Many years ago I worked in Toronto which was about a 90 minute drive from my rural home on a good day in light traffic. I’d often work an afternoon shift which saw me heading out of the city around 11pm.
In good weather it was a great time to be driving. Traffic was light, roads were good. The only thing I had to be concerned about was the transport drivers from a certain province who seem to think the Trans Canada was a NASCAR track.
In winter weather, leaving work in a driving snow storm became a test of nerve and patience. I knew as soon as I got into the car, it was going to be a long drive. Just a question of how long and how nerve wracking.
If you’ve never driven in snow, even on a road that has been plowed, you’re dealing with poor visibility and slippery roads. As I’d travel further from the cities and towns, road crews passed less often. I’d be dealing with snow build up as well. Some nights, I’d struggle to know where I was on the road if another vehicle’s tracks couldn’t be seen.
Those 90 minute drives often turned into 3 or 4 hours in the dead of night.
Fighting the Instincts
During those long slow drives I’d need to have a running dialogue with myself. No matter how many times I drove through those conditions my instinct was to tense up, to be on the alert for anything happening that could see me sliding off the road. To be ready to react.
The dialogue was needed to remind me, my instinctive move was the wrong move. I would remind myself to breath, to relax, don’t tense, no sudden moves, ease the grip on the wheel, relax my foot on the gas pedal, watch the road and travel at a steady pace.
Those were things I did when driving in normal conditions without reminders. They were what got me where I was going without incidents. Aware of the space around me and ready to respond but not tensed in anticipation of panic.
I’d travel slower in snow but not so slow I didn’t have enough momentum to get up grades and hills. Speed was a balancing act between enough to carry me forward but not so much it would be easy to slide off the road.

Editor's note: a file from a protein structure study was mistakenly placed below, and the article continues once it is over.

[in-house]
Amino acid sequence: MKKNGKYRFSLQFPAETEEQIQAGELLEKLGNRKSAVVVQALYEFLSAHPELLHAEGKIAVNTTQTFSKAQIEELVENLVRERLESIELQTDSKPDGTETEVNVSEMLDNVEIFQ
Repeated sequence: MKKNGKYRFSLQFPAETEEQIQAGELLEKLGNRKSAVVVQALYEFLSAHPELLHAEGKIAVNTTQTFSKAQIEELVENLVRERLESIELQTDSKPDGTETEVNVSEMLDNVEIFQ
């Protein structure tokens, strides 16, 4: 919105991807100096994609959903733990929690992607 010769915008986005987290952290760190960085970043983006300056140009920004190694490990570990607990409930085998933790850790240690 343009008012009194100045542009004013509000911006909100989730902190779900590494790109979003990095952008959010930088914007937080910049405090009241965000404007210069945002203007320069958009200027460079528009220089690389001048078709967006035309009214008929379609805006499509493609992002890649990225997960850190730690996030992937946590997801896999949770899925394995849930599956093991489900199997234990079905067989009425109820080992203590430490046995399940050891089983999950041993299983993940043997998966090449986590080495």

Winter Driving for Crypto Markets
When the crypto markets start to take the dip deep into the red we’ve been seeing, we need to start that internal dialogue and quell the instinct to bail out. Some of us have been through crypto winter.
Guess what? We’re still here.
As prices went down and stayed down, many bailed. They saw not getting profits as a time to cut their losses and run. At the end of the winter, they still had their losses. Those who stayed the course saw their portfolio rise and profit.
The Hive Advantage
Here on Hive we actually have an advantage most other chains don’t. We can continue creating content or playing the play to earn games and see our positions grow. What we earn will have lower value by stacking more HIVE and HBD. Along with the other tokens on HE we’ll see gains.
If you have some spare cash, now is a great time to buy more of your favourite tokens.
It’s a sweet feeling when the markets move back up, and they will eventually, to be repaid for patience with some serious profit.
Don’t be faint of heart, stay the course and play the long game. Spring will arrive in due course.
Shadowspub is a writer from Ontario, Canada. She writes on a variety of subjects as she pursues her passion for learning. She also writes on other platforms and enjoys creating books you use like journals, notebooks, coloring books etc.
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